so due to the excellent material in writing which has been
put before the courts by all parties. However, at the outset
of the appeal, the court raised the issue with counsel as to
the appropriateness of our hearing the appeal.

009 This court has been mindful throughout that, quite
apart from interesting and difficult issues considered by
the President in relation to the preliminary issue to which
I have made reference, there are two children involved whose
future has to be determined. The mother’s wish for those
children is that they should reside with her in Germany, not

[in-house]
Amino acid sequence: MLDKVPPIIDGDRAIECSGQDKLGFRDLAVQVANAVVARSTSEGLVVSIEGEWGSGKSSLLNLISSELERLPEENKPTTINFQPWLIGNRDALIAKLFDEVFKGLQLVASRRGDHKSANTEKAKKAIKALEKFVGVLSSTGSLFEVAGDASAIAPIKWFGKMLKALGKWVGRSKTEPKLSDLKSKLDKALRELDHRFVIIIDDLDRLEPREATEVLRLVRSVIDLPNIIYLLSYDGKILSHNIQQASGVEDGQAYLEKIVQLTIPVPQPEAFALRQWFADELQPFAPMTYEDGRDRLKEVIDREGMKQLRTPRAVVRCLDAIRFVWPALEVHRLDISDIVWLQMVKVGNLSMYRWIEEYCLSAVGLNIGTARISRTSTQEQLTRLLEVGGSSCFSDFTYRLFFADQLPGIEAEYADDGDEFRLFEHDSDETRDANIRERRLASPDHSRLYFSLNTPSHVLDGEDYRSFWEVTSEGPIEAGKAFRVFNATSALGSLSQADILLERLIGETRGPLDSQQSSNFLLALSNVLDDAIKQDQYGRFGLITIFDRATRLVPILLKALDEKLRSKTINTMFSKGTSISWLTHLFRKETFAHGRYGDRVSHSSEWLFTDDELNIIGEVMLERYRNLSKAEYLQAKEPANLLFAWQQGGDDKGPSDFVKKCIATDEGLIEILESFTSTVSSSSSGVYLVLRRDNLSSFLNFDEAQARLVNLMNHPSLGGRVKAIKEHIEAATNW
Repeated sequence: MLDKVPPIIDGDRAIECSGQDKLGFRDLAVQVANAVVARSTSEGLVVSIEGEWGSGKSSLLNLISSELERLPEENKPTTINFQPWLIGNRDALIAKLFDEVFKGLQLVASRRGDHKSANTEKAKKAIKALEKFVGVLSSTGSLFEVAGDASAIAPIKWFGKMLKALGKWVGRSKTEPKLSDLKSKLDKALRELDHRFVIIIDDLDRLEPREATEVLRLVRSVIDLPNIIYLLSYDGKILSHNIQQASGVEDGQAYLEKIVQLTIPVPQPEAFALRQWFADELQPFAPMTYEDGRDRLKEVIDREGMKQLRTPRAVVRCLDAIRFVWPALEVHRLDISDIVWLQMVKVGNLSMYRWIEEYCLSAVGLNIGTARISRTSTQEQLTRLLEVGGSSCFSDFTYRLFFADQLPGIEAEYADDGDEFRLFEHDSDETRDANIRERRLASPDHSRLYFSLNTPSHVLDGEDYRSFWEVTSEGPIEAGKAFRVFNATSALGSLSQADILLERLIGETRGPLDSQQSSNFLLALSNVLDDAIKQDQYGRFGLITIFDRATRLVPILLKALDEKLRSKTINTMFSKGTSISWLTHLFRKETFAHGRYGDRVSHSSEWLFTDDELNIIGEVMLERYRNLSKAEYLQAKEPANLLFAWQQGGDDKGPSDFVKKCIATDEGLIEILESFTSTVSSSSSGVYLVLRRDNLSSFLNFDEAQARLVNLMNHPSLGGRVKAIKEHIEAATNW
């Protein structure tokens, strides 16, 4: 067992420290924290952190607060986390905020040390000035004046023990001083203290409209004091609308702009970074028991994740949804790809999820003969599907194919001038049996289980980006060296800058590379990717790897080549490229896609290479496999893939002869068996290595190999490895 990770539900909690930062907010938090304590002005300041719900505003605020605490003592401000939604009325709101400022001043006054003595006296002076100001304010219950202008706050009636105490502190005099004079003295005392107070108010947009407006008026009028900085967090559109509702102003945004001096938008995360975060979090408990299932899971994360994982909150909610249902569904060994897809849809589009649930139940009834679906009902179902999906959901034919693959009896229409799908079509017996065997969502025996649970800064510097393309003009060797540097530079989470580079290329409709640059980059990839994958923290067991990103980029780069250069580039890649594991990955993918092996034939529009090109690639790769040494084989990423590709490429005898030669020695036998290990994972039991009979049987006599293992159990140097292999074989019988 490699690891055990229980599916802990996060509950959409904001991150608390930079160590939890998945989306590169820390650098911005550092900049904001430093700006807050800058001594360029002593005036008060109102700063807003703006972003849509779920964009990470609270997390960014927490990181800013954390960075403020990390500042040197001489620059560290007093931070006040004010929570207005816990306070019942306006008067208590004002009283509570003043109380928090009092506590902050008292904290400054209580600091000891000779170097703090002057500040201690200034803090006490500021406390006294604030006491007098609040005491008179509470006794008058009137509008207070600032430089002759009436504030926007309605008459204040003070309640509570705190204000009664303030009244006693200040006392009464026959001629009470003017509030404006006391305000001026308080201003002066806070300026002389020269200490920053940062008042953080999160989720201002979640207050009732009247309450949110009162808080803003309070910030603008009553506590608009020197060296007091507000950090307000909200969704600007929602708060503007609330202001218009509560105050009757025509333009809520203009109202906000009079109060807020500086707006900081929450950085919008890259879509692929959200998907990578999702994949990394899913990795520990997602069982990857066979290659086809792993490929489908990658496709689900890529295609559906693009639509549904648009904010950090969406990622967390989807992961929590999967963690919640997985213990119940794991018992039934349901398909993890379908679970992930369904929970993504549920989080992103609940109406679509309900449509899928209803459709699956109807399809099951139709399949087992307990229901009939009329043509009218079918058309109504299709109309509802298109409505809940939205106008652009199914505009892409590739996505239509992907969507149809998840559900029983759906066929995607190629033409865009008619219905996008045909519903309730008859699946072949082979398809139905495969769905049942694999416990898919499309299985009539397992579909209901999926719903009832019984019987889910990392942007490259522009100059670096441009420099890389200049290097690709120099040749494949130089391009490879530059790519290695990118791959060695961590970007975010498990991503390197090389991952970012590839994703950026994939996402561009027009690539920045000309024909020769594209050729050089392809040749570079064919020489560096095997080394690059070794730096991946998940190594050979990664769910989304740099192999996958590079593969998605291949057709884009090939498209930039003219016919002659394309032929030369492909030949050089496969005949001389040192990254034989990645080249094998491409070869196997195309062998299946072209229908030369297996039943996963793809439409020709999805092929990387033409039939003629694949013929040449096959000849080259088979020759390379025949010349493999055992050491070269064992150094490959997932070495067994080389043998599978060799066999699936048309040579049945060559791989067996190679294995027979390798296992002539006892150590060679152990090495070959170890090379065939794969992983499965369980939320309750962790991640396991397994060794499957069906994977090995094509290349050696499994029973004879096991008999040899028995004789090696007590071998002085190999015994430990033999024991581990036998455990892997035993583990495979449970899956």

in this country. The father’s wish is that the children
should not go to Germany. Presumably it is his wish,
although this is not clear, that the children should remain
in the United States.

010 The danger in this case is that the courts, both In
this jurisdiction and in the United States, are going to
become weighed down with issues of complexity and
difficulties arising out of the father’s diplomatic status,
and, as is contended by the father, the diplomatic status of
the mother and the children at the time that they left this

011 The jurisdiction which the court would be exercising,
if it had the right to do so, comes under Section 8 of the
Abduction and Custody Act 1984 which is in these terms:

012 “The High Court or Court of Session may, on an
application made for the purposes of Article 15 of the
Convention by any person appearing to the court to have an